SEOUL (Reuters Life!) - One of South Korea’s most bankable stars will return to the red carpet of the Cannes International Film Festival next week with a blood-soaked morality tale of a Catholic priest turned vampire.
Actor Song Kang-ho teams with director Park Chan-wook, who won the Grand Prix at Cannes in 2004 for his film “Old Boy,” in a film in competition called “Thirst” which offers a new-fangled Korean take on the staple Hollywood vampire horror genre.
“I believe South Korea has already passed the point where its films need to rely on being Oriental. Now Asian films can independently reinterpret what has been considered typically Western,” Song told Reuters in a recent interview.
Song, 42, dubbed by local media as South Korea’s version of Tom Hanks, is known for his stellar work in some of the country’s most critically acclaimed and commercially successful films.
He said he found the role of a vampire all in a day’s work.
“I think an actor should always try to interpret whatever type of character through a new perspective and in a provocative way,” Song said. “There isn’t too much of a difference in my mindset between playing a North Korean soldier and a priest.”
Song’s role as a North Korean soldier in the 2000 movie “JSA” from director Park, earned him overseas recognition as the film played the global festival circuit and art house theatres.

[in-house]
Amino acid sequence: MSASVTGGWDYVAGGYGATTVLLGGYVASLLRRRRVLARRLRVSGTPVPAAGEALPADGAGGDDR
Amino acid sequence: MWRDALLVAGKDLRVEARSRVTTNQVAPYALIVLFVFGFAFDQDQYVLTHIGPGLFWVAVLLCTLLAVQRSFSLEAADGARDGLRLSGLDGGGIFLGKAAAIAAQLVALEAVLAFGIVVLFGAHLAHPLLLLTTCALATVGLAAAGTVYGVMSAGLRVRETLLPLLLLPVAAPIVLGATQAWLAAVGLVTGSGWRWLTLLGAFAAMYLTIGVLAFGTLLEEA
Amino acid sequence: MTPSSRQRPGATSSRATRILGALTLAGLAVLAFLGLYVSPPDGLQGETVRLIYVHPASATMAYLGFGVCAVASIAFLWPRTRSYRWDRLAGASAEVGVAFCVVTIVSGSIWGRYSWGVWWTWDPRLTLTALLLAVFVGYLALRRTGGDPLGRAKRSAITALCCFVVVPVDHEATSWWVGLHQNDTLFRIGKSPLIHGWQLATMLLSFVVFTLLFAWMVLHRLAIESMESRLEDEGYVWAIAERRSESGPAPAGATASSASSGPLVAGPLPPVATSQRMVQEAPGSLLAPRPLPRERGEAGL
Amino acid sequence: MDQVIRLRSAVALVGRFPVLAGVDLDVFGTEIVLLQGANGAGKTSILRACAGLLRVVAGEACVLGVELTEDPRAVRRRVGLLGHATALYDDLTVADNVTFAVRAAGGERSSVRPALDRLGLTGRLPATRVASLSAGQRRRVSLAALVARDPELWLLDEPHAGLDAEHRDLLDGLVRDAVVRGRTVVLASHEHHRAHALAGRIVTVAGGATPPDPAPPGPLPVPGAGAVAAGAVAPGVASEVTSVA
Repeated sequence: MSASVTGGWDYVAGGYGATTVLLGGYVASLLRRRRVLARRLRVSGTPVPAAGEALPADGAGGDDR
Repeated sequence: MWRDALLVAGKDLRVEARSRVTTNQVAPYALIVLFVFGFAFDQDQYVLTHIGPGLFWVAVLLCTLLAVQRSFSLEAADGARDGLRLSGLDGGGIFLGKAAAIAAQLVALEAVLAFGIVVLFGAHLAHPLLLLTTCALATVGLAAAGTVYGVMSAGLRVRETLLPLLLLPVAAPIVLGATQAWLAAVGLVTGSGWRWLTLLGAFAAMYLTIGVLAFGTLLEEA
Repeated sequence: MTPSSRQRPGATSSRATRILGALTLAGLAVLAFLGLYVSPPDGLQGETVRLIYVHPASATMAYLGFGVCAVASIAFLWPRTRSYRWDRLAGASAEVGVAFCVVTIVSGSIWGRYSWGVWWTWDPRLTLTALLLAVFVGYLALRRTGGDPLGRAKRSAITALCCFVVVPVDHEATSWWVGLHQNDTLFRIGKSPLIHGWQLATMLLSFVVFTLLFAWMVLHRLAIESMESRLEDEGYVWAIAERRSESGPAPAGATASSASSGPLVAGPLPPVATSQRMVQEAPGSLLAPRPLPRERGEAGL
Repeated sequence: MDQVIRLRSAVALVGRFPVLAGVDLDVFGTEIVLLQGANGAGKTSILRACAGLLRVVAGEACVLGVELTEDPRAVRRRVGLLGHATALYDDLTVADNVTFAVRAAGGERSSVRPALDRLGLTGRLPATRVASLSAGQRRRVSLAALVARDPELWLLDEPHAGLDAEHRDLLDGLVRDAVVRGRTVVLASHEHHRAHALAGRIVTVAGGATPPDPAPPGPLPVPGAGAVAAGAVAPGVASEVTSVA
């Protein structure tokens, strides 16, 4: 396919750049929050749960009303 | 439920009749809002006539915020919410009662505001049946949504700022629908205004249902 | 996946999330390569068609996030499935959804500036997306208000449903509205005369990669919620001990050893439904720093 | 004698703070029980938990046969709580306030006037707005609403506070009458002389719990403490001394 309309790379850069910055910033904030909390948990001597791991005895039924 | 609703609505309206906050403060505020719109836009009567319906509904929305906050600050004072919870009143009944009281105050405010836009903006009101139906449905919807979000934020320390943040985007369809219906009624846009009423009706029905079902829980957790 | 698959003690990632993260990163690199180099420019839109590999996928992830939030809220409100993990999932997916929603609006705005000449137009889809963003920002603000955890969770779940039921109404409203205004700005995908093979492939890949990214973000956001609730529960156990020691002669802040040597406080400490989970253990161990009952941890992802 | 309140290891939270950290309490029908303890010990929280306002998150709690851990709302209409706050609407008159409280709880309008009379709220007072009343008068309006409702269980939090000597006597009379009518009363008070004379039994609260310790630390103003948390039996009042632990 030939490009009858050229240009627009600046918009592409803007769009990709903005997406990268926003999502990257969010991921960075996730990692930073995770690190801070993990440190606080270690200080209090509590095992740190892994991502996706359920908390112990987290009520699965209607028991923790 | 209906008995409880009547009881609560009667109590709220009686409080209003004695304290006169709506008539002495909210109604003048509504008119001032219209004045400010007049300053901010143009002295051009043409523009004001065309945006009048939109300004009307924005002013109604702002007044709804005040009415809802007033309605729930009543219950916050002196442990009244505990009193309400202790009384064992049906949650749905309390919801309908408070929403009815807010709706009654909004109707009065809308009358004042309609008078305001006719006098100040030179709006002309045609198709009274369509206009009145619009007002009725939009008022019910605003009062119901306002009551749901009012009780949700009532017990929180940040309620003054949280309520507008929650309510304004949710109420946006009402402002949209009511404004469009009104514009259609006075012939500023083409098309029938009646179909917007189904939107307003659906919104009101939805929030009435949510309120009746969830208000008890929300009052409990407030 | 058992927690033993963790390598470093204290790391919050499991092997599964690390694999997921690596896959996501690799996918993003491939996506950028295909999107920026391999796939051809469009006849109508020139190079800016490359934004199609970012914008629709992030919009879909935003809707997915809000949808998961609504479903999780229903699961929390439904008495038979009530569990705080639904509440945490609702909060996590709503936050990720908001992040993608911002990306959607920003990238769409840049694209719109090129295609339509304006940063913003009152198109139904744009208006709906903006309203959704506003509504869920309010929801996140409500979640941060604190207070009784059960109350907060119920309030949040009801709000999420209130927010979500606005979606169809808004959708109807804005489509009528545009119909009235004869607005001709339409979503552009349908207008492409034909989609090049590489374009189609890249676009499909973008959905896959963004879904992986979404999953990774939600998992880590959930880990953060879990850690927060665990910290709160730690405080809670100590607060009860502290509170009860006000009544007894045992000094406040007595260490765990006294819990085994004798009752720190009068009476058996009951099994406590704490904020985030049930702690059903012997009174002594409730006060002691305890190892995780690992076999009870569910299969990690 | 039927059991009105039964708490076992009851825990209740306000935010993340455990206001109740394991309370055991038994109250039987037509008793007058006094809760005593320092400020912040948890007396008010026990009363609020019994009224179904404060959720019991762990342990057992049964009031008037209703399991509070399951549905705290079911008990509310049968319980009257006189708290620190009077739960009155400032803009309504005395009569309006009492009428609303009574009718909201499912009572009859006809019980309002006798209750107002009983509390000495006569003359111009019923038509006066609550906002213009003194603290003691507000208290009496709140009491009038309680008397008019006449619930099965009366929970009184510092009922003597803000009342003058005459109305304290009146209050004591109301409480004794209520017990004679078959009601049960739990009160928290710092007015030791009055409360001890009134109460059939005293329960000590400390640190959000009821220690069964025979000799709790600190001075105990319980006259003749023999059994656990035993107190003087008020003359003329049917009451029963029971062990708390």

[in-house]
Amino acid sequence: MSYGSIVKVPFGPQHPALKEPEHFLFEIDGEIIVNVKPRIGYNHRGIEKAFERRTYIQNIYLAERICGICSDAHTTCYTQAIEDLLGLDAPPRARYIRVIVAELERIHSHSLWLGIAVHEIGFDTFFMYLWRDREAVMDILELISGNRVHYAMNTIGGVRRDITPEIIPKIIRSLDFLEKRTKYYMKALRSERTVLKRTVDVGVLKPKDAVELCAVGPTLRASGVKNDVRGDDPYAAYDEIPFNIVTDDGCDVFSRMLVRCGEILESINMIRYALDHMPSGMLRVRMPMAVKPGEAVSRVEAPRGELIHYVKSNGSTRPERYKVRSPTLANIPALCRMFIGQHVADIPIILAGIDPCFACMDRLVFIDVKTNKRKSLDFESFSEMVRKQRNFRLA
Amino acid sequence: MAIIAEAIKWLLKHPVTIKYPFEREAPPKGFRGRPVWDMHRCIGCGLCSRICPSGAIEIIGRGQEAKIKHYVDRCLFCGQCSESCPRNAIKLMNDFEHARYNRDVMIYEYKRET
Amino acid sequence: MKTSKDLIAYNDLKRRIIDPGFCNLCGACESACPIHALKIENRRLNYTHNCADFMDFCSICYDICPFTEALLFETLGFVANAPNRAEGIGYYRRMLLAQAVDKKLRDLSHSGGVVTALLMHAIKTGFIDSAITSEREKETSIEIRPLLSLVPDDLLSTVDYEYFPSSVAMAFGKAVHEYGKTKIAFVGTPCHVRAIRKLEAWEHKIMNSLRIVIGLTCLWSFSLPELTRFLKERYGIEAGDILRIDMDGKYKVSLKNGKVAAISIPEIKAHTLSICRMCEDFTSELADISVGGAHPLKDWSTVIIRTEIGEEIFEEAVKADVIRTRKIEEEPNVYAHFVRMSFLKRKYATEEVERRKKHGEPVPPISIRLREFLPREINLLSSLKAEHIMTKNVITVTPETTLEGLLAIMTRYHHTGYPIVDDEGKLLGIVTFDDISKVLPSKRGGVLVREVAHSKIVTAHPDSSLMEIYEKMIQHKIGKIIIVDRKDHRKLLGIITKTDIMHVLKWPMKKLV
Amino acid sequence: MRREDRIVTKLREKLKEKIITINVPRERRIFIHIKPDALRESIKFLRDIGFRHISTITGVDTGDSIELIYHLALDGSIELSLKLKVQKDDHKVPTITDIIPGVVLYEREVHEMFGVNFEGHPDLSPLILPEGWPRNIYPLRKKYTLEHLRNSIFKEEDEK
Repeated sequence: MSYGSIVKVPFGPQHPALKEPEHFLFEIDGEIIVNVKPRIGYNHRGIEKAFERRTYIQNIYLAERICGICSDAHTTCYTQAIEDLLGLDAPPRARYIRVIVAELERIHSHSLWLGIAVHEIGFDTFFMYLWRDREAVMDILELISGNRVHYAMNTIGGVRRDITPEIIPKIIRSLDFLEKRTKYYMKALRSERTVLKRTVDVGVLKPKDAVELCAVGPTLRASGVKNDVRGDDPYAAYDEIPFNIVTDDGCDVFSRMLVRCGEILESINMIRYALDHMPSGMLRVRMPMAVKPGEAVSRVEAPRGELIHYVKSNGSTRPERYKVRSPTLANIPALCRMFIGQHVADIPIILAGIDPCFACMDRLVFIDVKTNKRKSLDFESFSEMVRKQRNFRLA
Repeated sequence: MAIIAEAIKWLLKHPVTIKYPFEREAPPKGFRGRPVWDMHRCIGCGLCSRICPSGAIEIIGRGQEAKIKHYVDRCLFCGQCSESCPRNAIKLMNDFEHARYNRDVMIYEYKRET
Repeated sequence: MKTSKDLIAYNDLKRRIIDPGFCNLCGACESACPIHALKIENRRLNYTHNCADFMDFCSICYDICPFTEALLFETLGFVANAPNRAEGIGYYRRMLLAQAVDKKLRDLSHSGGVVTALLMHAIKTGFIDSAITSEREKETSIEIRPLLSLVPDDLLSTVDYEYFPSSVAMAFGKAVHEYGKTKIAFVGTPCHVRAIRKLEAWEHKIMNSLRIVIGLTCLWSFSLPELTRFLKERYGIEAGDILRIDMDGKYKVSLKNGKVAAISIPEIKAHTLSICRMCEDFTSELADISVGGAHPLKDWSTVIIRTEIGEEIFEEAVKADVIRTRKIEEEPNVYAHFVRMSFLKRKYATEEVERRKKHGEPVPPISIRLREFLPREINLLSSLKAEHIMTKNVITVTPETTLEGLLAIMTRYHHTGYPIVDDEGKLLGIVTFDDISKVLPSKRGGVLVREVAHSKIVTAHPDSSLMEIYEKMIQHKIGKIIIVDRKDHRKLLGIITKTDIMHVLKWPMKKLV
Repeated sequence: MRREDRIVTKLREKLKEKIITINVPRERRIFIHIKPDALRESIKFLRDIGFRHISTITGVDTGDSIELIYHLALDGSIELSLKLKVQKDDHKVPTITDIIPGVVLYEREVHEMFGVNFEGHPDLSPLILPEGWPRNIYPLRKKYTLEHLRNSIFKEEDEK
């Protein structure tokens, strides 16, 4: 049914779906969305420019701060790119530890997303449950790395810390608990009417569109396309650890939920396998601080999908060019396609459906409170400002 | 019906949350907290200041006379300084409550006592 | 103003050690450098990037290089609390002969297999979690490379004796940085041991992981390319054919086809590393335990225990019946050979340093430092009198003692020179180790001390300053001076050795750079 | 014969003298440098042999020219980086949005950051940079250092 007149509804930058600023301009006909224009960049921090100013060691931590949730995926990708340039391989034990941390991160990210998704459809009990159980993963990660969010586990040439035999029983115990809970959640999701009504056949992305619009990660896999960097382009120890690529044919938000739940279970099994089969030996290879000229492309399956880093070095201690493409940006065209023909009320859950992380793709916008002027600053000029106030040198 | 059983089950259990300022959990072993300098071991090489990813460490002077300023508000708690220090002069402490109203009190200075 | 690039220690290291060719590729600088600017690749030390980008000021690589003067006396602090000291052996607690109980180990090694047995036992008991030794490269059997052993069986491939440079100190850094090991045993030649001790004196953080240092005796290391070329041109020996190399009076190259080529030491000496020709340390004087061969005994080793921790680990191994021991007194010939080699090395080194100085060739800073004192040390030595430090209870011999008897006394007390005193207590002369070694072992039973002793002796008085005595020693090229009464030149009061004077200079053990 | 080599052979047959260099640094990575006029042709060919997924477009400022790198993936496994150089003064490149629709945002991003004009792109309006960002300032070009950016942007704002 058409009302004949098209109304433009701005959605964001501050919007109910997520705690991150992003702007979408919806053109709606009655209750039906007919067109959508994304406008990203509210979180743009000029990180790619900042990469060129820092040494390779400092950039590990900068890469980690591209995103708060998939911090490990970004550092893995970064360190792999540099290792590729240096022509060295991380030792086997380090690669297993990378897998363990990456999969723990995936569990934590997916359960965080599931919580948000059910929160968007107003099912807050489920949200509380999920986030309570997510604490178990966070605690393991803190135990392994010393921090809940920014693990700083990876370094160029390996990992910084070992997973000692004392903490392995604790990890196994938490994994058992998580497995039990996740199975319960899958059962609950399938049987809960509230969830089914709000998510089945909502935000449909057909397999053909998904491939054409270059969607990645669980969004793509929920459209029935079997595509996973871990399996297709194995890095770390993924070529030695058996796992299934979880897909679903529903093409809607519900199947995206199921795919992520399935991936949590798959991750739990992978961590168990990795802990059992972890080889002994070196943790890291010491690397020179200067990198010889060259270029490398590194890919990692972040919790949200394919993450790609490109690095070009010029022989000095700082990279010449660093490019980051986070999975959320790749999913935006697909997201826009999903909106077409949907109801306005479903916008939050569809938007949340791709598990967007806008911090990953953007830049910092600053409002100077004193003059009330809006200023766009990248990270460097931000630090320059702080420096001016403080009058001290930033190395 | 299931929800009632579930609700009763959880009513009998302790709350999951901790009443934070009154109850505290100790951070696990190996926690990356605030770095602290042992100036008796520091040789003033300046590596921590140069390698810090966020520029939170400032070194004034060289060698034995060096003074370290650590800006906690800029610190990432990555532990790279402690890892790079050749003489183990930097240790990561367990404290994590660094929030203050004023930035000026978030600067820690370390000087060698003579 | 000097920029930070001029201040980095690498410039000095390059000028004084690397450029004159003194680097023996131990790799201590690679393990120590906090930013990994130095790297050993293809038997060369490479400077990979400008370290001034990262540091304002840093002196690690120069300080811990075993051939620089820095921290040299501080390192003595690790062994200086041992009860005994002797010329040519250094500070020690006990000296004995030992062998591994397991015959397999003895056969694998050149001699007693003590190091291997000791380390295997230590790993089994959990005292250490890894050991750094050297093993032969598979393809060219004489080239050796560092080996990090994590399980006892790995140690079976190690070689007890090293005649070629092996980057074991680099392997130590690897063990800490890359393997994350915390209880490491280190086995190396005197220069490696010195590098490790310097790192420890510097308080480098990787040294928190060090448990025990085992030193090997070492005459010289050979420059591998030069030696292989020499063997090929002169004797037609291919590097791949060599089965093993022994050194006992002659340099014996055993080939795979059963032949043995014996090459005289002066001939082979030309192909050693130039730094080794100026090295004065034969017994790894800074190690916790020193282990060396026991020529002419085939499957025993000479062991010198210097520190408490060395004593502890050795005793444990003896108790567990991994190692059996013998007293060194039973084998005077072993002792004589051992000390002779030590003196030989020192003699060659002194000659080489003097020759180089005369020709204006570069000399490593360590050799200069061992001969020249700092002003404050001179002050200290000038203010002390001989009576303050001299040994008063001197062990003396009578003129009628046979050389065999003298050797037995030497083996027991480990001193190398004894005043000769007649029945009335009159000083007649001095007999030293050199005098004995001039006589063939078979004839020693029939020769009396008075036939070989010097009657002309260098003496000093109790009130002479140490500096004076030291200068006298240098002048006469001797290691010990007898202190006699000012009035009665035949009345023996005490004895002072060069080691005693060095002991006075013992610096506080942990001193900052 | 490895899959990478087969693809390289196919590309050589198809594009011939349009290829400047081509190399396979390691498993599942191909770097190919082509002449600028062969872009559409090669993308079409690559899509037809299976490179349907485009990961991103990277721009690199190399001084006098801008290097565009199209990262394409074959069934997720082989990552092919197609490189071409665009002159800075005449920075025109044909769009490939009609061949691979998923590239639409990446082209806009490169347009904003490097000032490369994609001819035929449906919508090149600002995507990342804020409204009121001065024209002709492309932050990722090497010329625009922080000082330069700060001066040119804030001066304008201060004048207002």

The actor first gained prominence as a stuttering lowlife in the 1997 movie “No. 3” and starred as a bumbling, down-on-his-luck parent in the 2006 film “The Host,” the first South Korean movie to top $100 million at the local box office.
Song, known for his guy-next-door looks and ability to do comedy and drama equally well, will be making his third trip to Cannes to promote a film.
In “Thirst,” Song plays a priest who becomes a vampire after receiving a blood transfusion in a medical experiment. He meets a temptress in the form of a bored housewife, played by rising star Kim Ok-vin, who plots murder.
“This is a story about a human, of course a priest here, who is forced to the extremes,” said Song.
The movie called “Bakjwi” in Korean opened last week in South Korea and has already topped 1 million viewers, which is considered a barometer in the domestic market for a blockbuster.
“Song’s eyes are amazing. They can carry millions of different expressions and feelings,” co-star Kim said.
“Thirst” was also the first Korean film to receive production funding and a distribution deal from Hollywood studios with Universal Pictures and Focus Features investing in the project in a vote of confidence for Song and director Park, U.S. entertainment trade publication Variety reported.
“South Korea is diverse, dynamic, and passionate. For better or worse, it is never a quite country. And from that comes the power of South Korean films,” Song said.
Editing by Miral Fahmy